• veritercveriterc Posts: 146Community champion Pioneering
    I've seen wheelchairs being used to transfer patients for hydro- the type that are used for taking a shower on the wards seem pefectly suitable,and must be cheaper than installing hoists.  It just needs a bit of thought to find the right one. 
  • grandma46grandma46 Posts: 5Member Listener
    Of course there are those who are unable to support themselves in a shower chair or need hoist to transfer from wheelchair to shower chair. Unfortunately when it comes to disability no one size fits all.  Some are unable to weight bear at all which is why hydro gives such freedom and benefit as pull of gravity lessoned by bouancy of water and more movement possible. 
  • Debra_LorraineDebra_Lorraine Posts: 15Member Connected
    It seems that the policy  is more important than human beings,  They wanted to bring down teenage pregnancy so instead of insureing schools understood the right of consent  and emotional pressure,  The answer was to use any excuse possible to put girls on the pill and fill the body full of drugs, Seen too many kids in their early 20s after stepping away from these toxins  and Now can’t use the pill when They need it,  however the target was met teenage pregnancies down,  The side-effects, Collateral damage are not documented but we live with the policy’s. 
     I see this is no different with weight on disability,  if you can’t move its because you’re overweight.  Your told to loose weight.  The fact that you’ve gained weight while sitting 12 to 18 months on the waiting list for assistance  for chronic pain or injury,  is seen as not relevant. Because the policy now says anyone overweight has to lose weight first before they get any treatment for anything.  Weight is now to blame for every health condition.  And yet you asked for assistance to get more mobile and the answer is no, mobility is currently not a policy !

      
  • veritercveriterc Posts: 146Community champion Pioneering
    Don't you wonder if the right hand knows what the NHS's left hand is up to.  Can't see that the PR puff blowing around today about 'Prevention' is going to make any difference.  If you try to get hydrotheraoy to stay mobile I can't see us getting any more sessions. - Can you?
    Whoever invented tick boxes has a lot to answer for. As long as someone can tick a box that says we have had our 'officia' hydrotherapy sessions, this means no-one needs to continue to supply these!
  • newbornnewborn Posts: 202Member Pioneering
    Veriterc is right. Tick box is wrong.   

    Hand out tax cash to whichever smooth talkers have pals in the right place.  Then, let them think up their own tick box to justify spending  their funds.

    Employ  pals on high pay?  Fine.   Hand out leaflets telling the public to stop smoking and drinking and eating junk food ?   More leaflets telling them not to be so fat?   Yet more, proclaiming that everyone needs to go running daily ?   All absolutely fine, at unlimited cost.    

    But not much use, if the recipients don't smoke or drink, eat a careful diet, are thin, and would dearly love to go running, but the zimmer frame makes that yet another insulting, alienating proof that officially, nobody has mobility problems, or if they have, that they are just another irritating abberant  creature who doesn't feature on the tick box, therefore is not  supposed to exist at all.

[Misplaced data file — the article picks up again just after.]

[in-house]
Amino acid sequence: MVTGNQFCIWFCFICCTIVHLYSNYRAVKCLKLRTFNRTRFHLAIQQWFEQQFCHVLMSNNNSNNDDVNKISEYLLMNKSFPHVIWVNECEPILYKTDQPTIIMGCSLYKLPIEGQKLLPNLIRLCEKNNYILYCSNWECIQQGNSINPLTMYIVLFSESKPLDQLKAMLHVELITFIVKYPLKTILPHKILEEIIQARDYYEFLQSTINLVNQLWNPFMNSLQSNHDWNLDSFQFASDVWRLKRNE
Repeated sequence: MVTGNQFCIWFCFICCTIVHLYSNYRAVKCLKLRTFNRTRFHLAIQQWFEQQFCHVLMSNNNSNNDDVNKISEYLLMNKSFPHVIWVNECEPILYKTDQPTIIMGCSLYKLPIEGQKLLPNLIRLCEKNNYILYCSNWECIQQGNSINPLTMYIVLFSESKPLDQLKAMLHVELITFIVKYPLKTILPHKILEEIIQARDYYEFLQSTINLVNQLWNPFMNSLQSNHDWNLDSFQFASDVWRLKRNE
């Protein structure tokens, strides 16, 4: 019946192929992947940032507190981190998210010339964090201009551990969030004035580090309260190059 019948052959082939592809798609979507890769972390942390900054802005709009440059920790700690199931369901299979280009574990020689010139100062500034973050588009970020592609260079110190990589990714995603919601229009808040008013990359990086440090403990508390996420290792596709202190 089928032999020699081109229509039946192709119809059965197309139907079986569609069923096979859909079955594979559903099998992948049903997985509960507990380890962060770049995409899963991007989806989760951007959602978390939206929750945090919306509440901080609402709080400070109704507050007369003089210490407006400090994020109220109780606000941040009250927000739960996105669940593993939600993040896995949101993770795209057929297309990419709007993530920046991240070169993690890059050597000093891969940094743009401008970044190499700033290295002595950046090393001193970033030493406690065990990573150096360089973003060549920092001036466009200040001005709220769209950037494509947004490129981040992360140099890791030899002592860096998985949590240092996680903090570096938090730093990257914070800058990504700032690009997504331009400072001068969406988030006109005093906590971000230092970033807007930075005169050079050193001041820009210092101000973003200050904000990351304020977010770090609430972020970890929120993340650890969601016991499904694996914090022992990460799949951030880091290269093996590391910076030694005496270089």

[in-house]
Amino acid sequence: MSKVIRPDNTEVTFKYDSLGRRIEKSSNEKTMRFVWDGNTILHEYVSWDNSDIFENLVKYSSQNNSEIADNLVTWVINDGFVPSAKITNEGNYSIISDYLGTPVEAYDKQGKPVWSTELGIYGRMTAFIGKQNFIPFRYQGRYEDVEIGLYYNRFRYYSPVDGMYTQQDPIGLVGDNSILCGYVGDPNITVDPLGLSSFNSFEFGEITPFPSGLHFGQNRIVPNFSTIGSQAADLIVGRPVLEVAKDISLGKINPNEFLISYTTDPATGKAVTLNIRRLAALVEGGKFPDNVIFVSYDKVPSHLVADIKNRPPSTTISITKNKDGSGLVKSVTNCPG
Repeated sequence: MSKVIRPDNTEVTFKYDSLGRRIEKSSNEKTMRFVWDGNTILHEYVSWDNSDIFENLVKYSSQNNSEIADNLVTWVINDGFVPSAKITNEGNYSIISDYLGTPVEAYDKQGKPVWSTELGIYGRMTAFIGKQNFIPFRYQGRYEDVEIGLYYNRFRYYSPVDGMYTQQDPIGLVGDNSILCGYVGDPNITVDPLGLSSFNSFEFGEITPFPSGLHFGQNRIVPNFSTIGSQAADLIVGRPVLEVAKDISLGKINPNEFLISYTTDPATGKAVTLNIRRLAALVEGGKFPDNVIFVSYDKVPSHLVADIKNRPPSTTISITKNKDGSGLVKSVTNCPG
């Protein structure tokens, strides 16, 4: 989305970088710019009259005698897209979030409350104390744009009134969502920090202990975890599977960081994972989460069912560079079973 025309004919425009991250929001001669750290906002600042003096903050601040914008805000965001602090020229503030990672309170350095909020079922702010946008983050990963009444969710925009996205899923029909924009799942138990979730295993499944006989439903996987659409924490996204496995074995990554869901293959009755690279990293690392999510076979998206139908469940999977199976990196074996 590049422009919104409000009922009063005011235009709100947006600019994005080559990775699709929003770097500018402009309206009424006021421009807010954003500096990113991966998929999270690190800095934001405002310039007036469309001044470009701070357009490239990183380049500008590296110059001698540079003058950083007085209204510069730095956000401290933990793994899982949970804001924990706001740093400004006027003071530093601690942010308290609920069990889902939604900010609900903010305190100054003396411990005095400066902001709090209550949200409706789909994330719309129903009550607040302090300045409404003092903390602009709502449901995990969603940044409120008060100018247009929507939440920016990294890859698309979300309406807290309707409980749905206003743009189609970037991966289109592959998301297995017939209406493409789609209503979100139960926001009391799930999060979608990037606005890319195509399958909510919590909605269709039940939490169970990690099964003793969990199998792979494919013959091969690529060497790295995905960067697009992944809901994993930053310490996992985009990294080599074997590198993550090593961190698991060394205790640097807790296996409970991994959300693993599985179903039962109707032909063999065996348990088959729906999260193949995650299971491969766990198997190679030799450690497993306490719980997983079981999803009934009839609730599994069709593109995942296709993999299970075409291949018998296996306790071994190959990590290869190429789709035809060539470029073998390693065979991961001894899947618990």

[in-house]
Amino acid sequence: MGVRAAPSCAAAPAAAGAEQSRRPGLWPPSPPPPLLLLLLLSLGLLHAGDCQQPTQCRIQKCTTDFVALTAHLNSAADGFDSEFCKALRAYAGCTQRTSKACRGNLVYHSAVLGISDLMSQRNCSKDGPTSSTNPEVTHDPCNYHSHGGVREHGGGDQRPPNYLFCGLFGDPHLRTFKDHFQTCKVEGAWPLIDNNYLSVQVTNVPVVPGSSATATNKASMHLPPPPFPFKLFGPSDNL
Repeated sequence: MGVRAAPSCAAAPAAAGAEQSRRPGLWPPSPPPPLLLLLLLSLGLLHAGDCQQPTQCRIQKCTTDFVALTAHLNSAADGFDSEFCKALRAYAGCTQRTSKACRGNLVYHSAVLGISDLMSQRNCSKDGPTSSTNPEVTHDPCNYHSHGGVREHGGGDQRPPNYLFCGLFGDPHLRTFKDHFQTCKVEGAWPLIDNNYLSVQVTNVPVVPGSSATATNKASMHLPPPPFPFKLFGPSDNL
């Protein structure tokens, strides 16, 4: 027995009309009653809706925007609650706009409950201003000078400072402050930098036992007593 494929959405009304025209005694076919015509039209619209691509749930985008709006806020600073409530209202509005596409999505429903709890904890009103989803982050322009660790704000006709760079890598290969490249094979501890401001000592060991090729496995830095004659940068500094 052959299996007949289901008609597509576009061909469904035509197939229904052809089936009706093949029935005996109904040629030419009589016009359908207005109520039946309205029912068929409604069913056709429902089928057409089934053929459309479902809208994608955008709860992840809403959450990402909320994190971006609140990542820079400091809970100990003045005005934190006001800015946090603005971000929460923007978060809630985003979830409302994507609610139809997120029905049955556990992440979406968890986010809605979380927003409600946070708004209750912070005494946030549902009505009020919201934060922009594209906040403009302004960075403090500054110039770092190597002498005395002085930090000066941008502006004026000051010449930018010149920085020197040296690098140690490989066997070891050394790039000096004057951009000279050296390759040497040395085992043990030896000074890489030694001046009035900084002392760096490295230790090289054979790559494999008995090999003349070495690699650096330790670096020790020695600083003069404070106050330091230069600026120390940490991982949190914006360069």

.
  • Margaret7Margaret7 Posts: 4Member Listener
    veriterc said:
    Welcome to the Community,and good luck with finding a pool.  If you do, could you go to www.aftercancers.com and leave the address on one of the hydrotherapy pages please. I am trying to help the British Polio Fellowship compile a list,as the NHS doesn't know what ones it has!

  • Margaret7Margaret7 Posts: 4Member Listener
    Hi I live in Bucks. In fact quite near stoke Mandivlle hosp.   I do use Hydro pool and yes I feel so good after wards . But only once a week right now ..I do believe many Hospitals would open their Hydro pools .    If more Physo people would C to  be their to watch over the people in the pool .. I do a evening session   But would love to do a lunch time  once a week also .  As the pool is closed for a whole hour. Or more ... But again it the physio people has got to v but when we pay our monies they also get paid for the Sessions.    But I also use the Stadium pool , it self. 2 or 3 times a week if I can.  God you know the difference after that hot pool .But I do believe all hospitals do have hydro pools . It just getting the  Physos people to work it .lunch times. Evenings. In their free times .  

    So so why not goggle and just ask you may be surprised where ever you live and your Hospitals you live by ... Try on websites  sometimes you don’t need to be refereed it might just be a phone call .... good luck all x
  • Margaret7Margaret7 Posts: 4Member Listener
    please escuse my Grammer not too good with it .  
  • newbornnewborn Posts: 202Member Pioneering
    Where possible a group might hire a pool, but would need insurance, and probably a bond to cover the cost of a "backwash" (the system for cleaning a hydropool when a user has vomited).   There is a need for a group to prove to the premises management there will be someone to sue.